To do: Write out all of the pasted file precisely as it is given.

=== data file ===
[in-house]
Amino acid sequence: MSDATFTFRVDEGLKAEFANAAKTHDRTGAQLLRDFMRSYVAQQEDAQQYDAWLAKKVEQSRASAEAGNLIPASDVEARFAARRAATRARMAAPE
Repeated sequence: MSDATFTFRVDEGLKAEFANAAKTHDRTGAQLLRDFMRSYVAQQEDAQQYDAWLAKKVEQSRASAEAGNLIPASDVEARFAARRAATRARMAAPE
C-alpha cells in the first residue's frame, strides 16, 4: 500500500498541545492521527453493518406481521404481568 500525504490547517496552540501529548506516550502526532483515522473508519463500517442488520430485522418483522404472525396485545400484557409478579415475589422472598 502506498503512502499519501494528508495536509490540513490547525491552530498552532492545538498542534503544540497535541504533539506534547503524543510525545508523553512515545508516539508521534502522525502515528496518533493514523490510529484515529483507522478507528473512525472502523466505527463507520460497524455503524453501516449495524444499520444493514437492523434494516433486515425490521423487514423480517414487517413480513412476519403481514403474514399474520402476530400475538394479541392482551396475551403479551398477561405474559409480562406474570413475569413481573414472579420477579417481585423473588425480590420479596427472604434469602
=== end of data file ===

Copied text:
[in-house]
Amino acid sequence: MSDATFTFRVDEGLKAEFANAAKTHDRTGAQLLRDFMRSYVAQQEDAQQYDAWLAKKVEQSRASAEAGNLIPASDVEARFAARRAATRARMAAPE
Repeated sequence: MSDATFTFRVDEGLKAEFANAAKTHDRTGAQLLRDFMRSYVAQQEDAQQYDAWLAKKVEQSRASAEAGNLIPASDVEARFAARRAATRARMAAPE
C-alpha cells in the first residue's frame, strides 16, 4: 500500500498541545492521527453493518406481521404481568 500525504490547517496552540501529548506516550502526532483515522473508519463500517442488520430485522418483522404472525396485545400484557409478579415475589422472598 502506498503512502499519501494528508495536509490540513490547525491552530498552532492545538498542534503544540497535541504533539506534547503524543510525545508523553512515545508516539508521534502522525502515528496518533493514523490510529484515529483507522478507528473512525472502523466505527463507520460497524455503524453501516449495524444499520444493514437492523434494516433486515425490521423487514423480517414487517413480513412476519403481514403474514399474520402476530400475538394479541392482551396475551403479551398477561405474559409480562406474570413475569413481573414472579420477579417481585423473588425480590420479596427472604434469602